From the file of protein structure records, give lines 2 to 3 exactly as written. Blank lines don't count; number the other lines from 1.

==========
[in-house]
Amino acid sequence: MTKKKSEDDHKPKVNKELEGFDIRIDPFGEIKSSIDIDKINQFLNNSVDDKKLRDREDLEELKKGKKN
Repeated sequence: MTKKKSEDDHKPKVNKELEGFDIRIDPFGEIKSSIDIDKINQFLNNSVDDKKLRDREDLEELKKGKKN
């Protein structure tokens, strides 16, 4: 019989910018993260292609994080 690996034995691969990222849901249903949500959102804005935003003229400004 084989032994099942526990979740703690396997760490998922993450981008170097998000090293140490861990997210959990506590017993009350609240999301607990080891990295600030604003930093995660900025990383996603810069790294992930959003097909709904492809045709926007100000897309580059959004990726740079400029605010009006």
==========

Amino acid sequence: MTKKKSEDDHKPKVNKELEGFDIRIDPFGEIKSSIDIDKINQFLNNSVDDKKLRDREDLEELKKGKKN
Repeated sequence: MTKKKSEDDHKPKVNKELEGFDIRIDPFGEIKSSIDIDKINQFLNNSVDDKKLRDREDLEELKKGKKN